It’s still May, but business is booming for the undercover cops of the NYPD “fireworks initiative,” as two Long Island men found out recently in Bayside.
Joseph Aydelott, 72 and his son, 48-year-old Joseph, Jr., both of Long Island were arrested at approximately 5 p.m. on Thursday, May 21 as they drove a Chevy cargo van loaded with large-sized fireworks into Queens.
According to a spokesperson for Queens District Attorney Richard A. Brown, the father-and-son team is currently awaiting arraignment on a charge of “Dealing with fireworks and dangerous fireworks.” If convicted, they each face one year in jail.
In addition, “their passenger van has been impounded,” arresting officers said, as they displayed their haul at the 111th Precinct headquarters.
The role of intercepting fireworks brought into the city has fallen to a “fireworks initiative task force,” according to Lieutenant Louis Riccardo of the Brooklyn vice-squad, who led the six-man team.
“We observed the subjects buying approximately $2,300 worth of fireworks at Phantom Fireworks in Delaware Water Gap Pennsylvania,” he said. “They were followed across the Throgs Neck Bridge, and were pulled over onto a grassy area at the Cross Island Parkway and Northern Boulevard,” he continued.
According to Lieutenant Riccardo, the seized fireworks “would wholesale for about $5,000 and have a street value of $10,000.” At $500 of value, the penalty for fireworks possession goes from 90 days to a year, under New York law.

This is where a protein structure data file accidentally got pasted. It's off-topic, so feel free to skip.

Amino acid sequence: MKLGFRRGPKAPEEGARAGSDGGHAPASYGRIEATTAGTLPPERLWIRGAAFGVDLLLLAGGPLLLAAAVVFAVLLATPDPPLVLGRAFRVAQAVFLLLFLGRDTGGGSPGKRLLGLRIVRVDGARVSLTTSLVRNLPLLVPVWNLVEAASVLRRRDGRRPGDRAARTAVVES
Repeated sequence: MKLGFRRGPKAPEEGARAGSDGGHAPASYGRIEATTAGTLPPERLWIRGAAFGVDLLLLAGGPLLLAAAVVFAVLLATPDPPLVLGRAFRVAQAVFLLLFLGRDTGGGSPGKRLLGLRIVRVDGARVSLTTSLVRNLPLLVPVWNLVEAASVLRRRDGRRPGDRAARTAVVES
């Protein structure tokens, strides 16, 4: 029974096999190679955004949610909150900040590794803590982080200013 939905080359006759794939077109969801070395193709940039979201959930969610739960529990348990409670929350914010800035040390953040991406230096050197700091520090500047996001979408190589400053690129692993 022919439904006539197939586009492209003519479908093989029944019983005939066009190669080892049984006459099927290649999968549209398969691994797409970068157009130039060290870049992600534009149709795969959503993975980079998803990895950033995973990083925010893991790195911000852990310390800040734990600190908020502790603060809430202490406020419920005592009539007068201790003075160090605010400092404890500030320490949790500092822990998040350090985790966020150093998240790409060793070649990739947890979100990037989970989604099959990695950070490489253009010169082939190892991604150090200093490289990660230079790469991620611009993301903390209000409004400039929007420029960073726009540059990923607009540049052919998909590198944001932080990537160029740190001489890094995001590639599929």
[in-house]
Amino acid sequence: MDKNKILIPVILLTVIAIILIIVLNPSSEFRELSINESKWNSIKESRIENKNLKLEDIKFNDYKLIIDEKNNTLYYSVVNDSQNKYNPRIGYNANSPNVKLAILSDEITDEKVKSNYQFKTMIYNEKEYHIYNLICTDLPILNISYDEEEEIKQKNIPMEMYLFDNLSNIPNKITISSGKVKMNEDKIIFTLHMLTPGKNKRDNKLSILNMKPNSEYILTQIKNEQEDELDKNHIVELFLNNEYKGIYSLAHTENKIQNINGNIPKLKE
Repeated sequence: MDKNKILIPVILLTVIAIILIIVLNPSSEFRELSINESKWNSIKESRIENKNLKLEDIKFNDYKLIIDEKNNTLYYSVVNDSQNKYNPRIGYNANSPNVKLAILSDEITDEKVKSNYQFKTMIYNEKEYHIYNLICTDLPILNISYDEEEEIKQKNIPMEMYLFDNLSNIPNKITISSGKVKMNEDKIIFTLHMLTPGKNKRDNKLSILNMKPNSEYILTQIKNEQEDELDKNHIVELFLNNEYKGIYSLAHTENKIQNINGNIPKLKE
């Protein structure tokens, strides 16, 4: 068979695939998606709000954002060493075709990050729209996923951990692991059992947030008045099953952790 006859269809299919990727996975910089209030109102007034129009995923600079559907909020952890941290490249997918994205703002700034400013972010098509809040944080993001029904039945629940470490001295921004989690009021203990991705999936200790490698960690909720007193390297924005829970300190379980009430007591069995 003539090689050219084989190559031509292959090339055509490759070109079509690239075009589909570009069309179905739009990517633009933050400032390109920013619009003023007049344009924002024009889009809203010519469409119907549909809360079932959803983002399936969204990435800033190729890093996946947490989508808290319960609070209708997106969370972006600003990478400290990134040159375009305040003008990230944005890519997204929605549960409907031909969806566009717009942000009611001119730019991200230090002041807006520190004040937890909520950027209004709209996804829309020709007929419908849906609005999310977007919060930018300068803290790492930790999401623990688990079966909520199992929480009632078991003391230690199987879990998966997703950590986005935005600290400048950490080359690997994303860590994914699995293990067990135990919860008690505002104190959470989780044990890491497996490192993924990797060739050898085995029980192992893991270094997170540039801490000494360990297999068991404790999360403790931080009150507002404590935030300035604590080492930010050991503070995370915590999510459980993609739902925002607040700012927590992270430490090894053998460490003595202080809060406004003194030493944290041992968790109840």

Police have taken to staking-out fireworks stores in Pennsylvania, looking for cars with New York plates, in response to a rise in fireworks incidents in recent years.
“We make a few arrests a week, and it goes up as Fourth of July approaches,” one officer commented. “They have to understand we mean business.”
Under their state law, it is illegal for a Pennsylvania resident to even enter a fireworks store without a permit. However, out-of-state residents “whose status is verified” can purchase fireworks, but they must be transported out of the state.
When called by The Queens Courier, Bill Weimer, who identified himself as “the assistant manager” of the Phantom Fireworks company showroom, said that they observed state laws. As for New York and New Jersey prohibitions, he said, “That’s not part of our laws here.”
Weimer offered that “they [New York and New Jersey] could do a better job of monitoring.”
When informed that the Aydelott men had been followed from his store to Queens and the arrested, he said, “We have stalking laws,” and accused officers of “stalking the victims,” then hung up.
In 2006, Weimer was quoted in a published report as saying that “he asks New York police to quit taking pictures of his customers’ license plates and leave his stores but that they go across the street and ‘give off that New York cop attitude’.”
According to the New York City Department of Health and Mental Hygiene, 67 percent of those requiring fireworks-related hospitalization are children.